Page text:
First Boeing 777 with AeroSHARK takes off on passenger flights


The first Boeing operated by Swiss International Air Lines (SWISS) took off on a passenger flight equipped with the new Surface technology developed jointly by Lufthansa Technik and BASF. Modified aircraft now begins validation of savings potential in daily flight operations. The fuel and emissions savings of around one percent calculated.
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Building and construction sector: An industry relies on plastics


Polymers are as diverse as their chemical composition. Plastics come in hard, soft, flexible, brittle, opaque, transparent - just as required. They impress with their durability, cost-effectiveness, impermeability to water, high formability, corrosion resistance and low weight. This makes them the ideal building material - and an environmentally friendly alternative to other materials.
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Photo: Artemis 1 spacecraft in space for testing high-performance plastics; Copyright: German Aerospace Center (DLR)

Fly me to the moon: how high-performance plastics contribute to radiation protection in space


When it comes to the use of high-performance plastics in space, you probably first think of spacesuits or lightweight components. But there is another area of application: radiation protection. Space radiation is a risk to humans that should not be underestimated. In the MARE experiment, this risk is to be determined in order to develop protective measures for future space flights.
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Safely above the clouds – plastics in aviation


Around 10,000 m altitude, speeds of almost 1,000 km/h, outside temperatures as low as -60°C. One of the reasons why we as airline passengers don't notice any of this is because of plastics. These are not only mechanically and chemically resistant, but also lightweight. And lighter aircraft cause fewer CO2 emissions, which is of great importance for achieving climate targets.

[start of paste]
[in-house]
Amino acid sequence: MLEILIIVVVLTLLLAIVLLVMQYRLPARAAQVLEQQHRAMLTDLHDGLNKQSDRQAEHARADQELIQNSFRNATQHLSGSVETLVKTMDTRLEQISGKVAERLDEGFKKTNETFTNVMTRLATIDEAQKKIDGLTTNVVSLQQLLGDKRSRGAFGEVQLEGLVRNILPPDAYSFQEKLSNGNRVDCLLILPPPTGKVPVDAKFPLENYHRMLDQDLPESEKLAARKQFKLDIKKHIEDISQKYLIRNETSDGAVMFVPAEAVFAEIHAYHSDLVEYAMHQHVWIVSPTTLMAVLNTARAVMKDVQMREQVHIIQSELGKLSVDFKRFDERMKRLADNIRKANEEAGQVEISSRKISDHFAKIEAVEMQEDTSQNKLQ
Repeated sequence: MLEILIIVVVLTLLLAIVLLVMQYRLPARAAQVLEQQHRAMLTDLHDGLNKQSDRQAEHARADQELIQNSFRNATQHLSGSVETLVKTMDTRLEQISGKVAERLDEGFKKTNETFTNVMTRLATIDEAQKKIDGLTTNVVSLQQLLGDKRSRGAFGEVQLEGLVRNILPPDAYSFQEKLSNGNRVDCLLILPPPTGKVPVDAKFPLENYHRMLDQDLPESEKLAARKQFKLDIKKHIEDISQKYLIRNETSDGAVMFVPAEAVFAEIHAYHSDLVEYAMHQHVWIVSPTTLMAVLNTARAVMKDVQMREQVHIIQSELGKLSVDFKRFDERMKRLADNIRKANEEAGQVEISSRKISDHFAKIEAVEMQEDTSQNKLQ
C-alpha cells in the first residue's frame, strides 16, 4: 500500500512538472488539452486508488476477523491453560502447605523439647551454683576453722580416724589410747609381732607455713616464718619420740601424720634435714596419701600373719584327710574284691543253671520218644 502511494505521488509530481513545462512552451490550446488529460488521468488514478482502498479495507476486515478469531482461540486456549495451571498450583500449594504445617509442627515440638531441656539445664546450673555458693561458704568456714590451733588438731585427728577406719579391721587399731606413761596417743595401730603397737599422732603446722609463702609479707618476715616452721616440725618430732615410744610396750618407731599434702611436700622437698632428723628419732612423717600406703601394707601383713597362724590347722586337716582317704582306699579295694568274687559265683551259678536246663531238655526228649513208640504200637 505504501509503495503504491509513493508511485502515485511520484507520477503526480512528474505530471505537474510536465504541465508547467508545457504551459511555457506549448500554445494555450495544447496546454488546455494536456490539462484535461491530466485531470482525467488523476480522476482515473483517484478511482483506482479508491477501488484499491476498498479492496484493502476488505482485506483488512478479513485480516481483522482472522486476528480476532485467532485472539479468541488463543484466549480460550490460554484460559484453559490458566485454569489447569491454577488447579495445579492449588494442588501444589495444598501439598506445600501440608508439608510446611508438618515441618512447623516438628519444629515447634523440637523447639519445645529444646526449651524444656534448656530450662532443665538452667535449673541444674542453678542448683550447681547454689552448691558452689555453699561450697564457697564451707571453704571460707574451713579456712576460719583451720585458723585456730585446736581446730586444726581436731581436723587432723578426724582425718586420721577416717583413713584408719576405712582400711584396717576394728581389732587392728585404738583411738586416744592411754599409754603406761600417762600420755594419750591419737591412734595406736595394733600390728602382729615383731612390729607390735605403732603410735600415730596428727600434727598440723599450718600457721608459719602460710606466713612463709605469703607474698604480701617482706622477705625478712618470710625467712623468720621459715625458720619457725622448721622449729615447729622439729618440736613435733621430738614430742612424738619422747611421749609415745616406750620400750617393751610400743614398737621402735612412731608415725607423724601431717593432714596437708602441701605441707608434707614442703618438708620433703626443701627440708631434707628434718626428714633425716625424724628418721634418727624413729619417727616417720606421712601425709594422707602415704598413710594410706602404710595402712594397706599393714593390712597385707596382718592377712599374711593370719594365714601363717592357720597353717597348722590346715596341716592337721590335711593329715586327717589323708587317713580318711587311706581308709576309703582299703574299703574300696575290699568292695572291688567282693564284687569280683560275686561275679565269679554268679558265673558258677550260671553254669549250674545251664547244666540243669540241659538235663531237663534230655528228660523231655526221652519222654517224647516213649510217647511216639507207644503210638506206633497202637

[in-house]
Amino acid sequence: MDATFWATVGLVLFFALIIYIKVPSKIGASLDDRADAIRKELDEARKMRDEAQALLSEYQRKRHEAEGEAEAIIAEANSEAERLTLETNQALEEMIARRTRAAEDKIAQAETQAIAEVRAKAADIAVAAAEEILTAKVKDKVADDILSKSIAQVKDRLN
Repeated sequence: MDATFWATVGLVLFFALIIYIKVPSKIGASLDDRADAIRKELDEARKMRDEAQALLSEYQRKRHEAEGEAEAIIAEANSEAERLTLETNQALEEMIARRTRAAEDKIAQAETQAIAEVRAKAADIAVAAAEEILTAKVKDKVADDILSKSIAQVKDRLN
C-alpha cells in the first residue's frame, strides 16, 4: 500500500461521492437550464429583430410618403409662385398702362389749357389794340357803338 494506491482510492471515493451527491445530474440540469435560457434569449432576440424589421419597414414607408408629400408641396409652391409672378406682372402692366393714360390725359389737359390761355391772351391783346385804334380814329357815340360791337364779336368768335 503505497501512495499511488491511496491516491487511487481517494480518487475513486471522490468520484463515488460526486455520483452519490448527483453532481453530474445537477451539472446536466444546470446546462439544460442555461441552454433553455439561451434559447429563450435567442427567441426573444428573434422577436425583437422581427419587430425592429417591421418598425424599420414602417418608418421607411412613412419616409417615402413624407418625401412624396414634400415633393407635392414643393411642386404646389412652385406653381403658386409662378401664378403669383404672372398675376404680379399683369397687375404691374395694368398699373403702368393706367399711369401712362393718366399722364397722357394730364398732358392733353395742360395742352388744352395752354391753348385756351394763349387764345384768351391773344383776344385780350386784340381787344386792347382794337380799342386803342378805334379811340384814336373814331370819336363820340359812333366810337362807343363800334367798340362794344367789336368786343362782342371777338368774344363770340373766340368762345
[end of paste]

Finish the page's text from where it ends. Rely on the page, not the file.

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Same but different: say hello to the 3D printed trombone


It looks and sounds like a standard trombone - but is actually lightweight and made of carbon fiber rather than brass metal. To craft the musical instrument using this raw material, additive manufacturing is the right application for success: the process provides great options to manufacture the relevant molds used to build the instrument.
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Lightweight truck-mounted toolbox with novel plastic composite hybrid solution


SABIC is cooperating with Dongfeng on the development of a novel plastic composite hybrid solution to produce a robust yet weight-saving toolbox for assembly on vehicles.
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Microfliers: Polymers on a mission for the environment


They are the size of a grain of sand and resemble trundling maple seeds: the flying microchips that researchers at Northwestern University have now developed. In the future, they should make it possible to monitor air pollution or airborne diseases. Polymers play a fundamental role in this. John Rogers tells us more in an interview with K-MAG.
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3D printing of multilayered materials for smart helmets


A mechanical and aerospace engineering professor at The University of Texas at Arlington is developing advanced helmets to ensure that members of the military are as protected as possible from blasts and other types of attacks.